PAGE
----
Translation: His Italian colleagues would issue a warning if they begin to see a combination of danger signs, but nobody can predict far in advance when that might happen (just as nobody can forecast next year’s storms). If the signs get bad enough, local authorities would order an evacuation around Vesuvius. The same goes for potential eruptions at danger zones in the United States, such as Yellowstone or Mount Rainier.
The Disaster Scenario
The buildup to disaster would go something like this. Satellite radar and ground sensors would detect changes in the shape of the landscape round the volcano. Up to two months before an eruption, gas monitors would pick up elevated releases of carbon dioxide.
As magma and gas squirm their way closer to the surface, there would be more CO2, earthquake swarms, and changes in local aquifers. A couple weeks before, the monitors would start picking up increasing emissions of sulfur dioxide.
Unfortunately, all of these measures are subjective. “There are no definitive thresholds,” Schwandner admits, “but if more than one symptom starts changing with any other, then the Italian observers will start to get worried.” Vesuvius is a particularly tricky because the surrounding area is so densely populated, with more than 1 million people living in the danger zone. A rapid evacuation, based on a very high, near-term risk, would be impossible. An unnecessary evacuation, based on a low, long-term risk that never materializes, would devastate the local economy.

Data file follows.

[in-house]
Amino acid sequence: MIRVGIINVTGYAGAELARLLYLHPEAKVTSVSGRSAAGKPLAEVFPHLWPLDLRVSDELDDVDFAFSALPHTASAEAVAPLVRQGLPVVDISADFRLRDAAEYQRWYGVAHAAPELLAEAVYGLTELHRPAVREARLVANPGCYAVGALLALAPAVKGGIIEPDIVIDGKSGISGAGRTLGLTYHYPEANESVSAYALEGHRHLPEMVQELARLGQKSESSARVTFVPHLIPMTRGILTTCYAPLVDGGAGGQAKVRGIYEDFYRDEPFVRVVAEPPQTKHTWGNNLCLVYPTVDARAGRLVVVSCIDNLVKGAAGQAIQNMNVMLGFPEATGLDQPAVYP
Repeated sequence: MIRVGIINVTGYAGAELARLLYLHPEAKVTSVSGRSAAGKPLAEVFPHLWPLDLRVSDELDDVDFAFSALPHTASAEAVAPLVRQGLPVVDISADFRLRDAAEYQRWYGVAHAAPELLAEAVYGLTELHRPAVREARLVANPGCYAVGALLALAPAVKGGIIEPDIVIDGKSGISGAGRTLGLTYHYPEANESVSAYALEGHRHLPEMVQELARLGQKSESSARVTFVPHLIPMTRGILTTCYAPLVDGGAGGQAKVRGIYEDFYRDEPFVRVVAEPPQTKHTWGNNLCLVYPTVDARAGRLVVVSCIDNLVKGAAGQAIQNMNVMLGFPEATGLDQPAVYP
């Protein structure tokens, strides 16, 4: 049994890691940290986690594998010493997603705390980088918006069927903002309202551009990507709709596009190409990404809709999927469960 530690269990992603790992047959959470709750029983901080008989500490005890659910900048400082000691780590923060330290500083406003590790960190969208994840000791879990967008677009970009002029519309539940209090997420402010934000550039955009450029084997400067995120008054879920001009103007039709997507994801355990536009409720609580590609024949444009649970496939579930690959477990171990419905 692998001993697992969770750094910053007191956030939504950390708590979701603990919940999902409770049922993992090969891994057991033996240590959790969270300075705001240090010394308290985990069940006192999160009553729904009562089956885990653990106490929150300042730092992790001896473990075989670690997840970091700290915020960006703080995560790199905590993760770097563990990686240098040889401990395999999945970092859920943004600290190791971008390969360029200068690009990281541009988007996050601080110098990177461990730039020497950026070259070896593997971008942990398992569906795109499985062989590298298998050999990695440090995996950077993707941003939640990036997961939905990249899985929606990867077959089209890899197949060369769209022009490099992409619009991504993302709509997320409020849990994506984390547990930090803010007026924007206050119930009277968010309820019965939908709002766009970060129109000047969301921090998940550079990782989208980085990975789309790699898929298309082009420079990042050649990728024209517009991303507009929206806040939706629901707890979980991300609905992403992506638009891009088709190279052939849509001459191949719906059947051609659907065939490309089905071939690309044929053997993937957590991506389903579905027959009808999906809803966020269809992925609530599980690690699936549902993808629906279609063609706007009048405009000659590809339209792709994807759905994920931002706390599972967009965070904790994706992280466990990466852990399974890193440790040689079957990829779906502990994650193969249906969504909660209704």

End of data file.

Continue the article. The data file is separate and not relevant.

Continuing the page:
Schwandner doesn’t mention it, but that uncertainty reminds me of the seven Italian seismologists and government officials who were found guilty of manslaughter for failing to warn adequately about the 2009 L’Aquila quake. This is a delicate business.
79 AD, Revisited
To get a sense of what might happen if Vesuvius really were to blow again, Schwandner looks back to the events of 79 AD, essentially ticking off the various calamities depicted in Pompeii the movie. There would be pyroclastic flows and pyroclastic surges—currents of hot gas and ash that incinerate everything in their way.
Contrary to what you’d expect from the names, flows are actually faster than surges because they are denser. They can reach speeds of 400 miles per hour and temperatures of 1,800 degrees F, and can travel five miles or more. “If you’re within reach of that, you’re toast. You’re pretty burnt toast,” Schwandner notes.
I’m thinking that even in a car there would be no escape–defying the cinematic cliche of the hero who outruns the explosion. Schwandner gently corrects me: “There’ve been recorded cases of people being able to out-drive a pyroclastic flow, but those were extremely lucky cases. I wouldn’t count on that.”